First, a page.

Friday, October 21, 2011

A Rustic Potato and Onion Tartlet

Like I said, we have been getting tons of potatoes in our CSA, and rather than just making mashed potatoes over and over again (even though they are so good!) we have been trying to be creative.  When Nick said he found a recipe for a Rustic Potato and Caramelized Onion Tart I was completely sold and could not wait for dinner!

Dinner is served!
This recipe had a lot of moving parts going on...
The Necessities for the tart filling (adapted from Foodess)
  • 1 recipe of pastry dough
  • 1 egg yolk 
  • about 4 - 5 small red onions
  • 2 tablespoons canola oil
  • 2 tablespoons butter
  • 1 teaspoon of sugar
  • 1 pound of potatoes
  • 1 egg
  • 1 cup of shredded Cheddar
  • 1/2 cup sour cream
  • 1 tablespoon fresh sage minced
  • 1 teaspoon salt
  • ground pepper
The Necessities for the pastry dough
  • 1 1/2 cups of flour
  • 1/4 cup lard
  • 1/4 cup butter (cubed)
  • 1 teaspoon vinegar
  • 4 tablespoons ice water
For the pastry, Nick first added the lard, butter and flour to a bowl - cut up perfectly.

Some butter and lard
Using a pastry blender (one of my favorite toys!) Nick blended all the ingredients together until it was nothing but crumbs.

Nick then sprinkled the vinegar and the ice water over the crumbs a bit at a time until the mixture holds together.  At this point, he poured the dough out onto a large of piece of parchment paper.

On the parchment paper, he formed a disk out of the dough and then tightly wrapped the dough ball in the parchment and stored in the fridge for 20 minutes.

Dough ball
While the dough ball was literally chilling, he went ahead and thinly sliced the red onions.

Chopped onions
Nick added the onions to a sauce pan heated with oil and butter.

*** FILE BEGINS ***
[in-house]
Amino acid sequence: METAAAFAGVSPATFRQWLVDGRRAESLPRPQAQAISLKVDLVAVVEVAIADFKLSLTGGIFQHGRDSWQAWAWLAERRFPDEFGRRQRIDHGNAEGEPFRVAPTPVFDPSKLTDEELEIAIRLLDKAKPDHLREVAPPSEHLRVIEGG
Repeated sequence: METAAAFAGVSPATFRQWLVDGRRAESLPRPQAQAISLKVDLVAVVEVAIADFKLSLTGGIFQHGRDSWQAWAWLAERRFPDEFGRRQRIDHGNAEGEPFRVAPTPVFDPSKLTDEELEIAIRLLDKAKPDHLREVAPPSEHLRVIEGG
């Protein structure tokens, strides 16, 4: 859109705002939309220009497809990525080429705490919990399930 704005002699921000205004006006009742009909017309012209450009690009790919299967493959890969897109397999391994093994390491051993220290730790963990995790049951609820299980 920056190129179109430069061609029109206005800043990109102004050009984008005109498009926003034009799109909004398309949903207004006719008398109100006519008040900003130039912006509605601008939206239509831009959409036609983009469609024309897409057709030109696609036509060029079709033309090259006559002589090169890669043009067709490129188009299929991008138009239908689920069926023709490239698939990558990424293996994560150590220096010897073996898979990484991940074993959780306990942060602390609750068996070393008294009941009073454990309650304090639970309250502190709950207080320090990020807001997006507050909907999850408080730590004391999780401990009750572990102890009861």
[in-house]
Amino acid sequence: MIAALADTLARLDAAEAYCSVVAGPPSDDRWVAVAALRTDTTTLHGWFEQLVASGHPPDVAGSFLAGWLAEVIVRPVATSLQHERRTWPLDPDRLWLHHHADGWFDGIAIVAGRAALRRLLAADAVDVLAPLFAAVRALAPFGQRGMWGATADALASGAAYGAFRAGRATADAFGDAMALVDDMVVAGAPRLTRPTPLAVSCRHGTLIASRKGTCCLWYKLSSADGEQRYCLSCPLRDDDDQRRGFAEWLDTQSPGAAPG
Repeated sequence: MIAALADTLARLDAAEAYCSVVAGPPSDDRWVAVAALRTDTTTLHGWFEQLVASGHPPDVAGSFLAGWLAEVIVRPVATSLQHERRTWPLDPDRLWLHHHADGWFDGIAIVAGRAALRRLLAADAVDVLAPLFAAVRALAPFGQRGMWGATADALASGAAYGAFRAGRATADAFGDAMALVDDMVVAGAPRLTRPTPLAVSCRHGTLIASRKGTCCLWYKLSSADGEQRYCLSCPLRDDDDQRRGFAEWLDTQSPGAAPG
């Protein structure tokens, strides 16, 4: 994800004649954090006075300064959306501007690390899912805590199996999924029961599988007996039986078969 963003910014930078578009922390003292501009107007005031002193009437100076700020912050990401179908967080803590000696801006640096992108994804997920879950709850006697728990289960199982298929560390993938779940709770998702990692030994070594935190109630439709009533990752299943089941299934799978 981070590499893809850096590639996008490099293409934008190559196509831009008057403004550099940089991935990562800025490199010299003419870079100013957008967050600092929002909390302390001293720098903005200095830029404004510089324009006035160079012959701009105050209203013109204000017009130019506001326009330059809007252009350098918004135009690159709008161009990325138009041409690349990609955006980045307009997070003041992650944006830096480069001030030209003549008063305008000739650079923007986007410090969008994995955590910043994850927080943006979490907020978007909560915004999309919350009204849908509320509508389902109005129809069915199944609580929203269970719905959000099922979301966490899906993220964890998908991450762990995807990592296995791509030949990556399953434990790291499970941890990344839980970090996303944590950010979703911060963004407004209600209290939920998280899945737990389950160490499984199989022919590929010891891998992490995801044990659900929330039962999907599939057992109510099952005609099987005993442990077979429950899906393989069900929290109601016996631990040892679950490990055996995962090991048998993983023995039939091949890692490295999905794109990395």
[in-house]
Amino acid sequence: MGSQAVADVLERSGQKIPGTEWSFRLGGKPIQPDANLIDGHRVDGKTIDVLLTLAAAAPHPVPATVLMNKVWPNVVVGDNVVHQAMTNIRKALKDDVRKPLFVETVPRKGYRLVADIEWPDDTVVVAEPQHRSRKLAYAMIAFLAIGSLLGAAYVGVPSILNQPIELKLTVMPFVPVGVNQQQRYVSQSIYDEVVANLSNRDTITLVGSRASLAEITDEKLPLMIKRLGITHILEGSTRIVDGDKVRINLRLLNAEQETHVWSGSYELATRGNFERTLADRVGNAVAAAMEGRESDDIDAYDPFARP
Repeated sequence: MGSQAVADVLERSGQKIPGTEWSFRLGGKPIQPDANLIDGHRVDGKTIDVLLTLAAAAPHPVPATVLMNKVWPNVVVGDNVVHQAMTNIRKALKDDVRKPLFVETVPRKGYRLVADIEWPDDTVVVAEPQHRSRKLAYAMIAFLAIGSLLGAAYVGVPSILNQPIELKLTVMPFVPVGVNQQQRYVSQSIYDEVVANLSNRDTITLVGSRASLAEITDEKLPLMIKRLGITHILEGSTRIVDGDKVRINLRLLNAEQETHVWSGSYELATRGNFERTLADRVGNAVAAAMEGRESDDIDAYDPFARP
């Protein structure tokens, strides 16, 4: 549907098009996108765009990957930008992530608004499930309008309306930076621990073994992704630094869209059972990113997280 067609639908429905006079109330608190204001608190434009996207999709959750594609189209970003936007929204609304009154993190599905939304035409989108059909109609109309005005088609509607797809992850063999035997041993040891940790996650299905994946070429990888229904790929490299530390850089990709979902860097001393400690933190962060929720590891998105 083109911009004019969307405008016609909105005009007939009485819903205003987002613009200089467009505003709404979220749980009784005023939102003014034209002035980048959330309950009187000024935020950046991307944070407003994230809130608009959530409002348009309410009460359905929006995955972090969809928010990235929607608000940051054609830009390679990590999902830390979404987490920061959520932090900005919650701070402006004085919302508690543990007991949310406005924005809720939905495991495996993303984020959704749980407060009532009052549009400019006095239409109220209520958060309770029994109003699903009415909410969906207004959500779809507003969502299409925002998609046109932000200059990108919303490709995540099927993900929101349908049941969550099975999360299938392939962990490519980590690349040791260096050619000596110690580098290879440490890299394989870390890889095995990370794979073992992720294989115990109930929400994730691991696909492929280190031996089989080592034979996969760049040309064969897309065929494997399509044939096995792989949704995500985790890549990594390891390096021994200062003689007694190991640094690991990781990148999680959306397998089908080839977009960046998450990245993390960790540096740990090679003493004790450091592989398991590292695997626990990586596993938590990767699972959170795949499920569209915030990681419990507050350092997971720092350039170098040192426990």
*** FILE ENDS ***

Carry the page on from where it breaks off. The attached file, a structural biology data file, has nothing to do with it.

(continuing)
Cooking onions...
He continued to allow them to cook over low heat until they were fully caramelized.  Towards the end he added the sugar and allowed them to cook a bit longer and then spread them out over a plate to cool.
Completely Caramelized
In the same pot he added the sliced potatoes and topped with cold water (covering the potatoes by an inch).  The potatoes came to a boil, cooked for 5 minutes, and were then run under some cold water to cool down.
Cooking Potatoes
In the meantime, he mixed together the sour cream, eggs, cheese, sage, salt and pepper.

Once completely combined, he stirred in the cooled onions.

The pastry came out of the fridge and between two sheets of parchment was rolled into a large circle about a quarter of an inch thick.  There was no need to keep it straight since we were going for a rustic look to this tart - no even circles needed!
Tart Dough
The bottom piece of parchment with the dough on the top went onto a baking sheet.  Nick then layered on the sliced potatoes, leaving about a 2-3 inch border of dough.

Next, Nick piled on the onion mixture and maintained that 2-3 inch border of dough.

He then folded those dough borders up around the insides, pinching the folded pieces tightly and sealing the edges.  The edges of the tart were brushed with a whisked egg yolk.

He then popped it all into a 425 degree oven for about 10 minutes, and then reduced the heat to 375 degrees and allowed the tart to cook for another 35 minutes, until golden brown.
Tart is ready!
Nick plated each piece with some greens we got from our CSA that week.

Dinner is served!
Needless to say this was an indulgent weekday meal that Nick prepared.  I enjoyed every bite of this tart.  It was so rich and was a perfect contrast to the crisp greens.  Making it rustic took the perfection out of the dough, which takes some of the pressure off, but also provides a great look to the tart itself.  This really is a great dish for so many occasions and perfect for the fall weather!


  1. This looks fabulous. Like spanish tortilla with a crust

  2. This looks so delicious!

  3. That sounds amazing! I need to get someone to make it for me. :)

  4. Love how rustic this is... I've been having the same potato overflow from my CSA. This is a perfect solution!


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